Center Paul Gaustad had a big night for the Buffalo Sabres on Thursday in the team's first victory of the regular season.
It just may not translate that way on the score sheet.
Although he didn't register a point, Gaustad's contribution on Buffalo's three power play goals in their 6-0 shutout win against the Atlanta Thrashers was none the less substantial.
Doing his best interpretation of a wall, Gaustad pushed his way into Kari Lehtonen's sight lines all night, creating havoc for the Atlanta netminder when his team was a man down.
“It’s probably the most important piece,” Lindy Ruff said of Gaustad's role in the power play's success. “If you look at Thomas [Vanek] on one unit being the guy in front of the net and Paul [Gaustad] in the other unit, you are the guy that has to obstruct the goalie. There are not many goalies in this league that you can with a shot from past the top of the circle unless he has to fight to see it.”
Gaustad has typically been an aggressive player and possesses the size to back it up. However, the six-foot-four, 229-pound forward said this particular role on special teams is a bit unfamiliar.
It's one that he's had to grown into, no pun intended.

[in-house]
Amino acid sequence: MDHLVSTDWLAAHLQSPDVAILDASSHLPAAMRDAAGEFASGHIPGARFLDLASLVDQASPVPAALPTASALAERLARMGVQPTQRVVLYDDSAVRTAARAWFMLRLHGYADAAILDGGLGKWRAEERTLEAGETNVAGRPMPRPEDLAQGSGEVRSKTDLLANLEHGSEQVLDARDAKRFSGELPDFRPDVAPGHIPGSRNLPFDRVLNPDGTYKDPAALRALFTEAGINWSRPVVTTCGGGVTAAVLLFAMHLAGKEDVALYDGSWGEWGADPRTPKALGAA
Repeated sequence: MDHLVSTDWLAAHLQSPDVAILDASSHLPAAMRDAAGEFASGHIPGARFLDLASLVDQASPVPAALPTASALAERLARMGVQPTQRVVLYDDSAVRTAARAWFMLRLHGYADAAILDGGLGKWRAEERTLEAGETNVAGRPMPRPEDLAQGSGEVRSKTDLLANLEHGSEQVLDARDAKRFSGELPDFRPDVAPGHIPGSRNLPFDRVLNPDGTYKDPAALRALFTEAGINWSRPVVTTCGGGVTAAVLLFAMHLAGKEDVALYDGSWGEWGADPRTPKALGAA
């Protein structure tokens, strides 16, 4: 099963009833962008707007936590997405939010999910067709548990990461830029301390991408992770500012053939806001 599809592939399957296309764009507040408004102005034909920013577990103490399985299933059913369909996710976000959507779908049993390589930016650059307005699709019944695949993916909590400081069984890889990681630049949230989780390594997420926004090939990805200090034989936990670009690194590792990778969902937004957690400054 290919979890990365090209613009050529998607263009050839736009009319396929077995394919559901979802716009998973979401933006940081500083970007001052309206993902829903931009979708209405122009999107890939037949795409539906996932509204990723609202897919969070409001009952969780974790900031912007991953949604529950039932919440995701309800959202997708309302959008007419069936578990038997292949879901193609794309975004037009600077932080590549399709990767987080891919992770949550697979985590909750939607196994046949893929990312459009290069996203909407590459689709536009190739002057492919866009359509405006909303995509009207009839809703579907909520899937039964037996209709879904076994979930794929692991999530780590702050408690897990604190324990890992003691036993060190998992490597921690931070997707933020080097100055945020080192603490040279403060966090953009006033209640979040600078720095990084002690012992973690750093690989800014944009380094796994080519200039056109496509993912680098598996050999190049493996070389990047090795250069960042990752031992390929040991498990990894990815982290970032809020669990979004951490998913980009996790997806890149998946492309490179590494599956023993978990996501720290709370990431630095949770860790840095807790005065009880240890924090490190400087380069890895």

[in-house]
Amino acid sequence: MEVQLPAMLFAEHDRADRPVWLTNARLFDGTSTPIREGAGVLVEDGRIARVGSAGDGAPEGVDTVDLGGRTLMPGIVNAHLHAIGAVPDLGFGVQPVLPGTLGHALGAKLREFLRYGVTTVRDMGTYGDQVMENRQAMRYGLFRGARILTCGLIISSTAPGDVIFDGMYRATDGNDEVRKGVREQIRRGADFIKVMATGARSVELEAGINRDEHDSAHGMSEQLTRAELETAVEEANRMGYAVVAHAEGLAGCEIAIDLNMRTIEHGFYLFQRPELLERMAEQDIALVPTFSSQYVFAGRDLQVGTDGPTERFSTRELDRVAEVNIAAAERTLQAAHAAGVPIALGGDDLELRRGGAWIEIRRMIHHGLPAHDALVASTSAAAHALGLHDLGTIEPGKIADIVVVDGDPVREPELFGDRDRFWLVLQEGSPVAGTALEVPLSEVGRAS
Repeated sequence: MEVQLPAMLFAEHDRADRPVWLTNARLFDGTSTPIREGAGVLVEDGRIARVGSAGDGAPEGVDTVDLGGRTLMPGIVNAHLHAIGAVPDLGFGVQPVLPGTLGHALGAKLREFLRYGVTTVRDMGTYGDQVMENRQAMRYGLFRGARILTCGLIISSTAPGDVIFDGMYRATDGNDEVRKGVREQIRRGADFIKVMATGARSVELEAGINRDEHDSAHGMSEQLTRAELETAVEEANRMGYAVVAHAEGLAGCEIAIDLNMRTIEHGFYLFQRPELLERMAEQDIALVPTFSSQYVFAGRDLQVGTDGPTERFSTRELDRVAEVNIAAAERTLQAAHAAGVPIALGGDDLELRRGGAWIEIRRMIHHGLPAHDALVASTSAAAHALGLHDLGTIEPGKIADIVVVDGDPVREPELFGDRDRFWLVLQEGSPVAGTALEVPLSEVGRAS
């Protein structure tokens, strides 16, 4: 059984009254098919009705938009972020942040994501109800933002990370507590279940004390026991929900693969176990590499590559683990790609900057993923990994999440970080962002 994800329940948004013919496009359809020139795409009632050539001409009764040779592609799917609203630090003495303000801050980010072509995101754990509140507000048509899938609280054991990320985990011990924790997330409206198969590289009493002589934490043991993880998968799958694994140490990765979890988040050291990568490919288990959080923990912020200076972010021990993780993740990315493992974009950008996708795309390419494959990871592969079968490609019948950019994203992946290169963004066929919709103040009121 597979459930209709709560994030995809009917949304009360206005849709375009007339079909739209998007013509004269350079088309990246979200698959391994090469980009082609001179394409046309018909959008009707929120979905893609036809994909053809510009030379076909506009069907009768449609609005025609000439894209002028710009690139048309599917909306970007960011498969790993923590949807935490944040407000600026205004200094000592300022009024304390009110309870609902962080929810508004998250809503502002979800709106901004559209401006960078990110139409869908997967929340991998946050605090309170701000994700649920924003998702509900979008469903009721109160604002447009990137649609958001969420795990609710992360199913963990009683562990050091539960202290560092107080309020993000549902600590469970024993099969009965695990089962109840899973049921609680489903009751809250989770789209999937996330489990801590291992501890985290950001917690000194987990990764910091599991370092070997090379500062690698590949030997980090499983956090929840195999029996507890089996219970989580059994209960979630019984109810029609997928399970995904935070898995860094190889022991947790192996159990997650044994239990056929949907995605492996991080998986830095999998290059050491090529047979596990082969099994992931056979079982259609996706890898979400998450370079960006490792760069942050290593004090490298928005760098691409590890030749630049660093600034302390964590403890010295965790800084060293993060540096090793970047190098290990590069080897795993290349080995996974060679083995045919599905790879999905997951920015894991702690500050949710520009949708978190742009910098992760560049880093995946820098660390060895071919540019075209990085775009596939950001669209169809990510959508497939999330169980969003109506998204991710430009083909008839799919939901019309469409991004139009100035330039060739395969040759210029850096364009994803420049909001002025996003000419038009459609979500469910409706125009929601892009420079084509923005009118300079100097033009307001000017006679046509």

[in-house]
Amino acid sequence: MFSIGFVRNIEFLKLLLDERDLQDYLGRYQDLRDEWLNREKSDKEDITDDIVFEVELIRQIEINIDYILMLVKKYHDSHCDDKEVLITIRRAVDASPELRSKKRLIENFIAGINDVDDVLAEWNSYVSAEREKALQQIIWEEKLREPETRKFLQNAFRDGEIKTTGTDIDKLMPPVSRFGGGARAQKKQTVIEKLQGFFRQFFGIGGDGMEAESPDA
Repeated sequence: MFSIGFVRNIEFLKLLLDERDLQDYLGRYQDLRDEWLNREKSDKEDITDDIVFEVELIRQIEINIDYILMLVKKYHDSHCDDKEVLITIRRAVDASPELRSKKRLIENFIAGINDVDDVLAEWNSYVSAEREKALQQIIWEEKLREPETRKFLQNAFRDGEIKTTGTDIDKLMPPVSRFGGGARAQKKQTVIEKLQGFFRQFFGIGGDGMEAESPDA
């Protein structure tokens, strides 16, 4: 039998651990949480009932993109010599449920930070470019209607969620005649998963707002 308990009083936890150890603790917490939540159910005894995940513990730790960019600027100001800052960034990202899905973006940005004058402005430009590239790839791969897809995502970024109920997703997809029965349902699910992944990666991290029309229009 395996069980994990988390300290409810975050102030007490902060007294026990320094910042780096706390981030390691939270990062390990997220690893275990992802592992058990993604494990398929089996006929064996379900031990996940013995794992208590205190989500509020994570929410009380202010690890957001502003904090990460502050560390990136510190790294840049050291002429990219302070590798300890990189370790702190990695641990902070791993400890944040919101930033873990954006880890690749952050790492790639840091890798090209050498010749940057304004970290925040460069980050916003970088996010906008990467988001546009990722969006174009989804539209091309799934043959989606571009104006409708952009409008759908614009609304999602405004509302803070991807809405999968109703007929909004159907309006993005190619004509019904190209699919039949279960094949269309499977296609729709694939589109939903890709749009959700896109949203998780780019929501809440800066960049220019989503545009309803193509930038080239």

“I’ve actually never been in front of the net my whole career. I’ve usually been on the goal line so this is new for me,” he said. “It’s something where it’s a lot more skill and a lot more work than I thought. Just body positioning and getting out of the way of shots, sometimes tipping them… it’s tough, but I’m getting there.”
Ruff agrees that he is well on his way.
“Paul’s job is to make sure he tries to get in that lane to read where the shot is going to come from,” Ruff said. “I thought he did a real good job with that.”
Even with the solid play he displayed in Thursday’s game, Gaustad is the first to admit that there is still room for improvement.
Citing Vanek and Detroit Red Wings’ Tomas Holmstrom as two players he tries to emulate in this position, Gaustad said he has been watching constant video of the pair.
“I think standing in front, the problem with it is everybody says you’ve got to tip the pucks, but you have probably a 220-pound defenseman cross-checking you while you’re trying to time the pucks”
Dodging the puck may prove the most difficult part for Gaustad. The large welt on his ribs serves as a constant reminder.
“It’s tough in front of the net but it’s definitely rewarding,” he said. “It’s a lot of timing and hand-eye coordination, but I like it. I like battling in front and seeing the rewards on the power play.”
“You don’t get rewarded sometimes on the stat sheet,” Ruff said, “but at the end of the night your power play unit can feel pretty good about scoring three goals.”